Unemployment down, except for disabled people

According to Papworth Trust January 2016 figures the UK employment rate among working age disabled people was 46.5% (4.1 million), this compared to 84% of non-disabled people.

Despite these dismal figures, and with unemployment down to 4.5%, unemployed people in the UK are still punished. We live with an outrageous situation in this country. When we work we are compelled to pay taxes and insurance at source. A system I fully support. Yet, we are then forced to accept a one-sided social compact. An agreement that sees us funding a welfare state while being denied a safety-net when we seek welfare.

However, low unemployment does not seem to have benefited disabled job seekers. Inordinate numbers of disabled people who can work are denied employment due to discriminatory practices in employment procedures. Difficulties are encountered when disabled people apply for Access to Work. The government now funds fewer items under the scheme; there is an imposed ceiling on the scheme giving some categories of claimant less opportunity to buy in the full support they require; and the scheme creates more red-tape, especially for self-employed disabled workers. The end results? Fewer disabled people in work.

Even with all these influences militating against disabled people gaining employment we’re still facing vicious sanctions when we fail to find work in an ever-shrinking jobs market. Often the only type of jobs on offer are of a precarious nature. They are zero hours contracts, jobs that offer too few hours, short-term contracts and self-employment.

Successive governments have failed to assist disabled workers into meaningful employment. Schemes such as Work Choice have dismally failed disabled job seekers, yet disabled people are continuously punished for failing to secure jobs. Failing to gain jobs that either aren’t there or where they are available, they’re put out of reach to disabled people by discriminatory means, including difficulties in acquiring Access to Work.

Wednesday, 19 July 2017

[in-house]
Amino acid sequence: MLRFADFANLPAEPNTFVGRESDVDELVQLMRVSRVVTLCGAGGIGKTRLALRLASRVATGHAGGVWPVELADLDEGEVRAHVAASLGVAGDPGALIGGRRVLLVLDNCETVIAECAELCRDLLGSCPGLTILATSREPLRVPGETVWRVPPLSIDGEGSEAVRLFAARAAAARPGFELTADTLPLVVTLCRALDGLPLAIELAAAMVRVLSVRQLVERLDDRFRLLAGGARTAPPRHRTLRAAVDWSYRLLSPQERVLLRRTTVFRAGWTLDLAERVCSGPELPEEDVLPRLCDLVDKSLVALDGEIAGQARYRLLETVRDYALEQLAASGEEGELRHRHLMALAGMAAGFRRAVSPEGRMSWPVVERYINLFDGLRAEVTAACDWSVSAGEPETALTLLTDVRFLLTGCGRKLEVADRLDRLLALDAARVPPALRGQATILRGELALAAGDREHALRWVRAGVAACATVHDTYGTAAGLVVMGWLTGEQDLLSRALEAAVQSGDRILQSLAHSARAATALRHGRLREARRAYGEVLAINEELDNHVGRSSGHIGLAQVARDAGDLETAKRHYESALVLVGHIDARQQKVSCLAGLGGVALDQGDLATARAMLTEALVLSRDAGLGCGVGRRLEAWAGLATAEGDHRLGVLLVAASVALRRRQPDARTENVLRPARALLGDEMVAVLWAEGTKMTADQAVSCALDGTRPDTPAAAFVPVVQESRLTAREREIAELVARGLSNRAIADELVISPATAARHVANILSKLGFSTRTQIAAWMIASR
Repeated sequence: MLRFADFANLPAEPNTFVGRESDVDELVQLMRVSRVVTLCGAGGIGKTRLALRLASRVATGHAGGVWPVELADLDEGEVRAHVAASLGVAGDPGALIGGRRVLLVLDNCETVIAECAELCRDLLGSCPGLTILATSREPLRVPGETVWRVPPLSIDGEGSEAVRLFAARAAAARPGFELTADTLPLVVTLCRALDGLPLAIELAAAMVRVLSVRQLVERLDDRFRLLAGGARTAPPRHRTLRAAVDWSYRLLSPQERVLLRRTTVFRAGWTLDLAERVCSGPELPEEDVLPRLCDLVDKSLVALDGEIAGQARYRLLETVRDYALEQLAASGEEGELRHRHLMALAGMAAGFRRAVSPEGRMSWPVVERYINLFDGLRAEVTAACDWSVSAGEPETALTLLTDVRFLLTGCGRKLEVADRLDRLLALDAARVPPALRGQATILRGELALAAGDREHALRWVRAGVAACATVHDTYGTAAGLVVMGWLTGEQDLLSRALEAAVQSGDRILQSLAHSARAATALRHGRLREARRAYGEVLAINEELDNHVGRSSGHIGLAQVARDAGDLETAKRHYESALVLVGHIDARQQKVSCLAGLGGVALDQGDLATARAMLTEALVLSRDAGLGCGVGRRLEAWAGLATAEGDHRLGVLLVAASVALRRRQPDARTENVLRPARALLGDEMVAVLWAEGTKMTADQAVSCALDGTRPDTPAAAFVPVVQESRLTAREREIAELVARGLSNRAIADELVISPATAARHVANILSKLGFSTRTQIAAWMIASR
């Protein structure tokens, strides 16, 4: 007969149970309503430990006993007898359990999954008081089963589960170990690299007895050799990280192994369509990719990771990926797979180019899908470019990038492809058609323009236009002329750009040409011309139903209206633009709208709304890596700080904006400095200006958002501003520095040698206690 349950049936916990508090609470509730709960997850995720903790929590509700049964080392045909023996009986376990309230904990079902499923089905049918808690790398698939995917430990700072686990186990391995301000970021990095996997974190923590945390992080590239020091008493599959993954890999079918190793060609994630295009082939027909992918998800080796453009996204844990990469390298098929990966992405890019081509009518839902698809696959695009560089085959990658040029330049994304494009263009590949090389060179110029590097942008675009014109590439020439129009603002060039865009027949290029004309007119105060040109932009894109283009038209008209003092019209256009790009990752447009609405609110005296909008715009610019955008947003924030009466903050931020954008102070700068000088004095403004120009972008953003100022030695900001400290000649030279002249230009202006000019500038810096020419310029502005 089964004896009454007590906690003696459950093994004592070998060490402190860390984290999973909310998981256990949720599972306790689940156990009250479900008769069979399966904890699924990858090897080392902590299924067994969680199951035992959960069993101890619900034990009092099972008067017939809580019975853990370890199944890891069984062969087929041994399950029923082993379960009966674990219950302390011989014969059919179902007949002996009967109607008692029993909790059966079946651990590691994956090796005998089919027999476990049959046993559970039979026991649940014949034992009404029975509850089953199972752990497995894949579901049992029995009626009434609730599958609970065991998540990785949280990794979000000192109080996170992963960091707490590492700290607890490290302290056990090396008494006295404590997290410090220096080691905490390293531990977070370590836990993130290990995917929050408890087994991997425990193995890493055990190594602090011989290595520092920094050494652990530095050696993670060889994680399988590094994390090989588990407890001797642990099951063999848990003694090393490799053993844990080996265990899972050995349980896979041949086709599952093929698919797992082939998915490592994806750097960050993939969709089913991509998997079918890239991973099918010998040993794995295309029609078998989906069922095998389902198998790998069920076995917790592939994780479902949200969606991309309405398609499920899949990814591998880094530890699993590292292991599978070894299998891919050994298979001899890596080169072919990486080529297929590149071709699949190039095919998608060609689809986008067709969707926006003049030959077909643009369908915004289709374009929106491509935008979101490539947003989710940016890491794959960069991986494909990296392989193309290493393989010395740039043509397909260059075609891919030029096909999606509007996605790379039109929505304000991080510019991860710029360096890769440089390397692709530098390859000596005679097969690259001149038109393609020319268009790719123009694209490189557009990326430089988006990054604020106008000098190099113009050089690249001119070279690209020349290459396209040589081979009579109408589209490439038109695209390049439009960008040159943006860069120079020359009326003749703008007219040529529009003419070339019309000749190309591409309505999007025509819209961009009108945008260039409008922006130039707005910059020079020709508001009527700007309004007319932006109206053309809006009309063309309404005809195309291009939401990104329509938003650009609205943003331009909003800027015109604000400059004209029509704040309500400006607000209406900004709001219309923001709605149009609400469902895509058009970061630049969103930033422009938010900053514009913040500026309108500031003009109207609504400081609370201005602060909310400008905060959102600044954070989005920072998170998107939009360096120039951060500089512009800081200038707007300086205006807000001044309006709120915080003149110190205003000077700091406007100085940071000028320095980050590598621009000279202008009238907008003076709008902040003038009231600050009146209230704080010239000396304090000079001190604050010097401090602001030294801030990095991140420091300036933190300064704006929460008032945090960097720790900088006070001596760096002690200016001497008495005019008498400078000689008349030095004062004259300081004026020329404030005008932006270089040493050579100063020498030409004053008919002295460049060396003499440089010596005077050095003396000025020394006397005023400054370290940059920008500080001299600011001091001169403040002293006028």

Mencap, pay the going rate

Mencap claims that organisations like theirs who provide overnight support and assistance to clients with complex learning disabilities will face a bill of £400m if a six-year backpay is imposed. HMRC has stated that support workers who sleep over at their workplace are entitled to the minimum wage for all hours worked. 

Many charities, including Mencap, have been paying their workers a flat rate below minimum wage for overnight shifts; the money topped-up if the worker is woken to carry out support during the shift.

Some 5,500 people work in this sector and it has been calculated that there has been an underpay of £400m over the past six-years. Mencap states that:  "For many smaller care providers across the country the financial impact will be devastating."

Yes, the government’s failure to adequately fund social care and support has impacted greatly on the sector, and doubtlessly has some bearing on this situation. However, as a Unison official points out: 

"Charities and care companies have known for a long time they must pay sleep-in staff at least the minimum wage. But it's only now HM Revenue & Customs is in pursuit that many are pleading poverty and asking for an exemption from the law.”
I have little sympathy with Mencap and the other providers of these services. This is a long-standing issue. The trade unions have been fighting for this group of workers for many years. Indeed, Unite carried out some work amongst its housing workers who carry out sleepovers as part of their work duties.
Mencap and other major charities have been quite silent over the past seven-years. I don't recall Mencap joining in with disabled people in our fight against cuts to social care and support. While we have been out on the streets and actively campaigning through the courts against the closure of the ILF  and the right to decent care packages these large charities have kept their heads below the parapet.